The history of the American heartland sometimes appears as little more than a bloody farrago of killing which, in the God-soaked vocabulary of the perpetrators, must be understood not as murder, but as something inevitable and even holy. This tradition persists long after the Native American resistance to European settlers was put down by settlers and soldiers certain of providential favor.
In an interview with Oxford professor Michael Willis
about Tunisia, Radio Free Europe correspondent Hossein Aryan noted that "there
has not been a religious dimension to the unrest" in the Middle East. This is
quickly becoming the conventional wisdom.
I'd like to see this award-winning journalist's book read by
all Christians--from evangelicals who believe that their life's calling is to save
souls to those Christians who, while denouncing proselytizing, feel called to offer
compassionate, practical aid to those who need help. For either of the above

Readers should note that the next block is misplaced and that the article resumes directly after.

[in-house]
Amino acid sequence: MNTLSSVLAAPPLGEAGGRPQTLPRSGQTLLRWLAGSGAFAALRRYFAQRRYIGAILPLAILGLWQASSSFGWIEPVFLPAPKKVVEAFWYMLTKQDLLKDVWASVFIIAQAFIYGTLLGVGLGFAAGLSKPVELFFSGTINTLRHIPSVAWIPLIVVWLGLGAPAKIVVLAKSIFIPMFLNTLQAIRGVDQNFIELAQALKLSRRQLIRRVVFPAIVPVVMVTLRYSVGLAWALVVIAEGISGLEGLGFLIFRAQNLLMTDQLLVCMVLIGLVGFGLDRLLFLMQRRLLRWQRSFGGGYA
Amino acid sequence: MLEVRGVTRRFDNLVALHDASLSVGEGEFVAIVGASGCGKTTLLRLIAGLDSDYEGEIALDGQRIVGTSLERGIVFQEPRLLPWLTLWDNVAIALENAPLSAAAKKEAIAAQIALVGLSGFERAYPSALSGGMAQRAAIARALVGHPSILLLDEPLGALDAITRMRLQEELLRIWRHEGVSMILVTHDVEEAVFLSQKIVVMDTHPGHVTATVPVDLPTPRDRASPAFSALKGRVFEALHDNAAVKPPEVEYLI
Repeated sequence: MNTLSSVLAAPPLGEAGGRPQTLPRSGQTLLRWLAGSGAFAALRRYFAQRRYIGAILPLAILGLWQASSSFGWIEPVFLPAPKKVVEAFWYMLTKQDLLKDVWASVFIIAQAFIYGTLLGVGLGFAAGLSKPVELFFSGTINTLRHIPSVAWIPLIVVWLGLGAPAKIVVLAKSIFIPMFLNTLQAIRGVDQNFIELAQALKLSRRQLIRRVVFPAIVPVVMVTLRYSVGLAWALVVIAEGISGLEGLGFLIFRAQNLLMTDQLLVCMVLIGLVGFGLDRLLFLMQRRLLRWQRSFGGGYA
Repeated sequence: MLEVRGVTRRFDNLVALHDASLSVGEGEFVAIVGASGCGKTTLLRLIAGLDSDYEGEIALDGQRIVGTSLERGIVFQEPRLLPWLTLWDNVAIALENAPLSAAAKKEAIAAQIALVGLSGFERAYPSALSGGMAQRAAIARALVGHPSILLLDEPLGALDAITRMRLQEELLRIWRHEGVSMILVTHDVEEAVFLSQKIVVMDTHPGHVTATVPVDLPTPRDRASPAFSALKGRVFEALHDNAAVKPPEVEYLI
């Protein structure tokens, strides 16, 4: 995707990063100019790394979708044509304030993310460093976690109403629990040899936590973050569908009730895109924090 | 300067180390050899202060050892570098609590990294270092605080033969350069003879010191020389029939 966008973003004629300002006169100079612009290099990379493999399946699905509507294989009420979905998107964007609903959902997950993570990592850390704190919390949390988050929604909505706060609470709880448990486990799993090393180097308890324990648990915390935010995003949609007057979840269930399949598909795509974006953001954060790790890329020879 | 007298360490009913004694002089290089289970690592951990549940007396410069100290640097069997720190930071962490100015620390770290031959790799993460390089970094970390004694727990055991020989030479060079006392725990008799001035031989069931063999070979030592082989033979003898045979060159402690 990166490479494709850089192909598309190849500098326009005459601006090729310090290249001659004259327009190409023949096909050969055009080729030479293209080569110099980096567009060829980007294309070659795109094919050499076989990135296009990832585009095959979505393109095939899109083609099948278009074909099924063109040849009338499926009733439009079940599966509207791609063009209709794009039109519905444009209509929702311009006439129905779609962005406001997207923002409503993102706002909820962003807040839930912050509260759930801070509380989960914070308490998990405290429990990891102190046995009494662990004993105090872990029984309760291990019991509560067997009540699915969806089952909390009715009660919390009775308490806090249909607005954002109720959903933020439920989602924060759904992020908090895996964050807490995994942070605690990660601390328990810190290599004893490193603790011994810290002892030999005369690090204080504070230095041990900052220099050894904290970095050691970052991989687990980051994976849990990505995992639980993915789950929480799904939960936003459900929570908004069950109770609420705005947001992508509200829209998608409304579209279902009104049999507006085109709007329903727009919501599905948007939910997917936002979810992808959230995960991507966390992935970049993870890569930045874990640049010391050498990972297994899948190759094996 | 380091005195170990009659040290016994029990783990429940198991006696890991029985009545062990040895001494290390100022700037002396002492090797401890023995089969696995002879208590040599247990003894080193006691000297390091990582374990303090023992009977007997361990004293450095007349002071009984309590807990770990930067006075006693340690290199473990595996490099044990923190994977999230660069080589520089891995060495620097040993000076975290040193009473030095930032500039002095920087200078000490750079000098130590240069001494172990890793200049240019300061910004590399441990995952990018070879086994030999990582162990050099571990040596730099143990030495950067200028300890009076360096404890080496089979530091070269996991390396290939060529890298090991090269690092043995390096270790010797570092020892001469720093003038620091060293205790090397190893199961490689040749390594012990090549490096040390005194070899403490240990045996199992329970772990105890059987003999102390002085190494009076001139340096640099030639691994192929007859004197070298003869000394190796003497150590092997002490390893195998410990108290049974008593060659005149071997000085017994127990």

missionary types, Griswold dispels illusions. She is fearless in following a story
into the most remote village, and wise in her understanding of how religions
collide and inflame and exacerbate volatile situations.
I travel to the Middle East at least once each year, often visiting
multiple countries. I belong to an evangelical-Muslim discussion group
which meets annually, and the participants include pious, brilliant,
generous Muslim scholars whom I count as my friends. When a topic like
"Islamophobic America" comes up, I share intense personal e-mails with
them. But I came away from my trip to the Middle East this past summer with some new concerns.
It was not what was predicted by mainstream sociologists who followed in the footsteps of Karl Marx, Max Weber and Émile Durkheim, but it has happened. Instead of slowly withering away or lodging itself quietly into the privacy of worshipers’ hearts, religion has emerged as an important player on the national and international scenes.